But all of this is amateurish stuff compared to the claims against Hardy Rodenstock, the German wine collector and concert promoter accused of faking Koch’s Jefferson bottle. Rodenstock (a.k.a. Meinhard Goerke) was famous for holding dinners with wines no one had ever tasted before, like the 1811 Château d’Yquem. When asked how he acquired such bottles, Rodenstock invariably replied that he couldn’t reveal their source or exact location of origin.
According to Rodenstock’s detractors, the “location of origin” may have been Rodenstock’s own basement. It was a remarkably simple operation for a man who supposedly fooled famous critics like Robert M. Parker, Jr., and experts like Michael Broadbent of the wine department of Christie’s London auction house. Rodenstock held numerous parties and large-scale affairs, serving wines many attendees (including the critics) had probably never tasted before.
While Rodenstock is said to be a talented taster (with a conveniently large cache of empty old Bordeaux bottles), I found it amazing that he might be able to fake wines like the 1811 Château d’Yquem. On the other hand, maybe faking very old wine is easy; after all, how many people really know what a 200-year-old Sauternes should taste like? It seemed to me that it would be a lot harder to counterfeit something modern and well-known, like a first-growth 1982 Bordeaux. Fooling collectors with a phony version of a wine they had probably tasted many times could be as big as anything Rodenstock reputedly tried to pull off.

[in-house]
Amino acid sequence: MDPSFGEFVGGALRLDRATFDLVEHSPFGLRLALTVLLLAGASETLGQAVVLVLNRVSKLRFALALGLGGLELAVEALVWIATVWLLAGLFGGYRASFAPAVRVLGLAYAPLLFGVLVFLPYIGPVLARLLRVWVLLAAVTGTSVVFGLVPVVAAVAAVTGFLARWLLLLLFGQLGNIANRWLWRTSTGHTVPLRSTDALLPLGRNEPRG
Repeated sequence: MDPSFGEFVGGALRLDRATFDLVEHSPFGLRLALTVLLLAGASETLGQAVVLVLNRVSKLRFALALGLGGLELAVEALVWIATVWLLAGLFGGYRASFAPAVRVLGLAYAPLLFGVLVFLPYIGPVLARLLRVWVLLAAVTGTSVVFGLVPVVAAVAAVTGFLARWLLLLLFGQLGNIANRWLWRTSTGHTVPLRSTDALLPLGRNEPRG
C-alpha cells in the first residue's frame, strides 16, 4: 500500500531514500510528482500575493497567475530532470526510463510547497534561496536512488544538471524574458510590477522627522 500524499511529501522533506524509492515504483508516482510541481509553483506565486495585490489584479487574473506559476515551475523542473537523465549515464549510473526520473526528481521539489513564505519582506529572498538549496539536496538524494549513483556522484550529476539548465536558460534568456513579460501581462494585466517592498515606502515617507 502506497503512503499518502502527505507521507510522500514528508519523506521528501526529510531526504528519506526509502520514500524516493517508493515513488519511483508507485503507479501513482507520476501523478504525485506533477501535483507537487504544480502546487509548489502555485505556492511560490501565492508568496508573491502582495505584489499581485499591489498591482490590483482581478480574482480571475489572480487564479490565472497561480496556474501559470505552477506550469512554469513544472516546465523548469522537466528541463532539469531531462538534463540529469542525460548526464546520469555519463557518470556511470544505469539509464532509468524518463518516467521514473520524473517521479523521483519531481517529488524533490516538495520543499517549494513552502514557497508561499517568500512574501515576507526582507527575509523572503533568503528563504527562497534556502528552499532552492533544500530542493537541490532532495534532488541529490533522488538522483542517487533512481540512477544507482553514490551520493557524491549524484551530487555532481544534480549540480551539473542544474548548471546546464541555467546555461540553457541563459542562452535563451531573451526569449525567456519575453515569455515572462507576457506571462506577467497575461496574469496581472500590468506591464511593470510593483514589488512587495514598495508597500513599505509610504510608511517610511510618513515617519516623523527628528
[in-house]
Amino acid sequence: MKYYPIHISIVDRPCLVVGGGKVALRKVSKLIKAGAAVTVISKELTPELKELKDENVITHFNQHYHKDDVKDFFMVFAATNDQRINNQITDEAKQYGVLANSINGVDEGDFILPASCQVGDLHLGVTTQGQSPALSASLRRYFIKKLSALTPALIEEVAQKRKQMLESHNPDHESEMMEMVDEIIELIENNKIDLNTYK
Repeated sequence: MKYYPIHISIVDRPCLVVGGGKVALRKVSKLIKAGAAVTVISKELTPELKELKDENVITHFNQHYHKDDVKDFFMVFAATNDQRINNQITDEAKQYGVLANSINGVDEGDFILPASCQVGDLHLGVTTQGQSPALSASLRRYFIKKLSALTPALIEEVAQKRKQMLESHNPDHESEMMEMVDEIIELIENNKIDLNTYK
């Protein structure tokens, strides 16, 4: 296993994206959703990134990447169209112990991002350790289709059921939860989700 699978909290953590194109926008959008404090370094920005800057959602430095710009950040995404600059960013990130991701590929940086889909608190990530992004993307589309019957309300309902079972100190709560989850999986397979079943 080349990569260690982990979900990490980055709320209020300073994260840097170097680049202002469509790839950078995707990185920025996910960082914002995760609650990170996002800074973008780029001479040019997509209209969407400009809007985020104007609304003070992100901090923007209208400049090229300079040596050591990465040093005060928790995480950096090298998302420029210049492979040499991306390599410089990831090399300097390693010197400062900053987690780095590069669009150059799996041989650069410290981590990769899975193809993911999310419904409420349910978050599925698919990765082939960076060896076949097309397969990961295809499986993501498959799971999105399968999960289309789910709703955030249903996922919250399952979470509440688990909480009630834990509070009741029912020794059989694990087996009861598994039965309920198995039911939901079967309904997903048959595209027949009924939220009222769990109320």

And so I began to consider how I might make my own fake, and how easy or hard it might be to fool my own discerning friends. Was the creation of a convincing fake merely a matter of putting on a good show, fitting a bottle with the right label and maybe adding a bit of faux cellar dust? I ruminated in the same way that I imagined Rodenstock might have, considering the various possible candidates for my ruse: Lafite? Latour? Or perhaps 1982 Pétrus, supposedly the most-faked bottle in the world?
I decided on ’82 Château Mouton Rothschild, a Parker 100-point wine I’ve had several times. But I needed a real bottle in order to create a convincing replica.
The ’82 Mouton was easy to find, as there were some 25,000 cases produced. I bought a bottle for $1,200 at the Sonoma-based Rare Wine Co. But who would help me create a great fake? After all, unlike Rodenstock, I don’t even have a basement. If my experiment was going to succeed, I needed someone with talent, technical know-how and a slightly diabolical sense of humor as well. One name came to mind immediately: Chris Camarda.
Chris produces some of the best Merlots and Cabernets in Washington state under the Andrew Will label; he also makes a highly regarded Bordeaux-style blend, Sorella. “You want me to fake an ’82 Mouton?” Chris repeated when I called. “I can do that.” (Chris is pretty confident, too.) Could I be there to help? No problem, Chris said.